By Matthew Rothschild on July 26, 2012

Wisconsin governor Scott Walker and his cronies pushed for months to pass a mining bill that would have favored one out-of-state company: Gogebic Taconite.

Ultimately, the effort failed by the slimmest of margins.

But they haven’t given up.

For some insight into how crudely they keep pushing, take a gander at a letter from the WMC (Wisconsin Manufacturers and Commerce) to Kennan Wood, head of Wood Communications Group.

“We need to take our cues from the company on the substance of any legislation and the strategy to get it enacted,” said the letter, dated July 19. “At the end of the day, the only logical goal of mining reform legislation is to get the Gogebic Taconite Company to build a mine in Wisconsin. Pursuing legislation that does not work for them is a waste of time.”

The letter was written by James A. Buchen, senior vice president of WMC.

In it, Buchen wrote that WMC is hopeful that after November, it will be able to get the bill passed that it wants.

“A change of two members in the senate—which is very likely—would pave the way for passage.” It “would create a regulatory environment that is acceptable to at least one mining company. That scenario represents our best shot.”

By creating an “acceptable” regulatory environment, WMC means lessening protections for waters in northern Wisconsin that feed into Lake Superior and that the Bad River Chippewa rely on. (See Rebecca Kemble’s article at

Buchen wrote that it was “premature, at best, to be discussing alternative mining legislation.”

And he opposed any further study of the issue. “We are also concerned that the proposed study comparing Wisconsin’s regulatory environment to other states could be a potential quagmire,” he wrote. “There will always be room for mining opponents to use the study to argue for more regulation, or different regulation. . . . This could further confuse legislators and opinion leaders and make it more difficult to pass a bill that is acceptable to the mining industry.”

It’s unclear what client Wood Communications was representing in its discussion with WMC.

Kennan Wood declined to return my phone calls for comment, and a staffer there could not answer my question about the client.

Wood Communications has many corporate clients, including Miller Brewing, Midwest Express, Oscar Mayer, and the American Transmission Company. “Whether it's an environmental mishap, a labor strike, or citizen opposition to your business, effective crisis/issue management can help save lives, reputations, and money,” it says on its website. It adds: “You need effective strategies for positioning your issues and engaging in the process that drives policy making and permitting.”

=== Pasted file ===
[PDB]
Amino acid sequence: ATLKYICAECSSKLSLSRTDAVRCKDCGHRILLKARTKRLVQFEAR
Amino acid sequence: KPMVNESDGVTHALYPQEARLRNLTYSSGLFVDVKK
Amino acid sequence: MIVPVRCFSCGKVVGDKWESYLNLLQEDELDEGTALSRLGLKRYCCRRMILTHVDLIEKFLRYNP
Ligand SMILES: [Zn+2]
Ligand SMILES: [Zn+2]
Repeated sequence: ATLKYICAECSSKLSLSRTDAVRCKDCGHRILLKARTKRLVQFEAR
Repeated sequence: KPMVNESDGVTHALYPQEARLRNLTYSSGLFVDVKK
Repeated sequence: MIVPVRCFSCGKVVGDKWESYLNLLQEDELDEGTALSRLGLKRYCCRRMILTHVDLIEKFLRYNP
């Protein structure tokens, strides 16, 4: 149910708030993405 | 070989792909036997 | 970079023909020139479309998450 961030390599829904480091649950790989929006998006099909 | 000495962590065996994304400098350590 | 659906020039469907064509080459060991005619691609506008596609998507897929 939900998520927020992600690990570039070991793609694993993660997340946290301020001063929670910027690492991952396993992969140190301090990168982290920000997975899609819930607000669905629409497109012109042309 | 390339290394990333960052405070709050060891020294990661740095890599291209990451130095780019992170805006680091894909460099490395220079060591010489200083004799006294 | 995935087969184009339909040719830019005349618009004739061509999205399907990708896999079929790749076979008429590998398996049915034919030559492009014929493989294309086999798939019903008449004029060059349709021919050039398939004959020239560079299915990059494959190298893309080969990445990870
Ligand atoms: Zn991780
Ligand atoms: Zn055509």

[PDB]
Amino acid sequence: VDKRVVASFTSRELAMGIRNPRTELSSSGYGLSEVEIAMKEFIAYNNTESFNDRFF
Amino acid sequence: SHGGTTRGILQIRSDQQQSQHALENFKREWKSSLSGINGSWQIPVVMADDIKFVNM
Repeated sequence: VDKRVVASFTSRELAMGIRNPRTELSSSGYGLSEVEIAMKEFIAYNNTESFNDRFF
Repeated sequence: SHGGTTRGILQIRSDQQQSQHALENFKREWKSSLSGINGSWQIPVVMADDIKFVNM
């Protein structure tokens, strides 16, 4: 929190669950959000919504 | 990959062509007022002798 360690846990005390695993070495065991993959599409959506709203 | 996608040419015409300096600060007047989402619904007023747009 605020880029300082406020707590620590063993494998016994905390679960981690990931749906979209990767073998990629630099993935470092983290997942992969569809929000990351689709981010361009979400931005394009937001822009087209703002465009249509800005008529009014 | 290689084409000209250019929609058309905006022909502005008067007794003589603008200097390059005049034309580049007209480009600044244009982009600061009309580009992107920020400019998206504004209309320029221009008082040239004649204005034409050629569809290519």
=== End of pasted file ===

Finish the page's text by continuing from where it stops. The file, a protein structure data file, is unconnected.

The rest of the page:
I also tried to get comment from Buchen at WMC, but he didn’t return my calls, either.

I verified the authenticity of the letter at WMC’s headquarters.

If you liked this story by Matthew Rothschild, the editor of The Progressive magazine, check out his story “Morning Carnage in Colorado."

Follow Matthew Rothschild @mattrothschild on Twitter

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Wisconsin workers face a lousy jobs picture this Labor Day.

Here, for Labor Day, are the top ten working class hero movies of all time.

At a swank club in Madison, Walker supporters get an earful.

By Wendell Berry

Manifesto: The Mad Farmer Liberation Front

Love the quick profit, the annual raise,
vacation with pay. Want more 
of everything ready made. Be afraid 
to know your neighbors and to die.
And you will have a window in your head.
Not even your future will be a mystery 
any more. Your mind will be punched in a card 
and shut away in a little drawer.
When they want you to buy something 
they will call you. When they want you
to die for profit they will let you know. 
So, friends, every day do something
that won’t compute. Love the Lord. 
Love the world. Work for nothing. 
Take all that you have and be poor.
Love someone who does not deserve it. 
Denounce the government and embrace 
the flag. Hope to live in that free 
republic for which it stands. 
Give your approval to all you cannot
understand. Praise ignorance, for what man 
has not encountered he has not destroyed.
Ask the questions that have no answers. 
Invest in the millennium. Plant sequoias.
Say that your main crop is the forest
that you did not plant,
that you will not live to harvest.

Say that the leaves are harvested 
when they have rotted into the mold.
Call that profit. Prophesy such returns.
Put your faith in the two inches of humus 
that will build under the trees
every thousand years.
Listen to carrion—put your ear
close, and hear the faint chattering
of the songs that are to come. 
Expect the end of the world. Laugh. 
Laughter is immeasurable. Be joyful
though you have considered all the facts. 
So long as women do not go cheap 
for power, please women more than men.
Ask yourself: Will this satisfy 
a woman satisfied to bear a child?
Will this disturb the sleep 
of a woman near to giving birth? 
Go with your love to the fields.
Lie easy in the shade. Rest your head 
in her lap. Swear allegiance 
to what is nighest your thoughts.
As soon as the generals and the politicos 
can predict the motions of your mind, 
lose it. Leave it as a sign 
to mark the false trail, the way 
you didn’t go. Be like the fox 
who makes more tracks than necessary, 
some in the wrong direction.
Practice resurrection.

Wendell Berry is a poet, farmer, and environmentalist in Kentucky. This poem, first published in 1973, is reprinted by permission of the author and appears in his “New Collected Poems” (Counterpoint).

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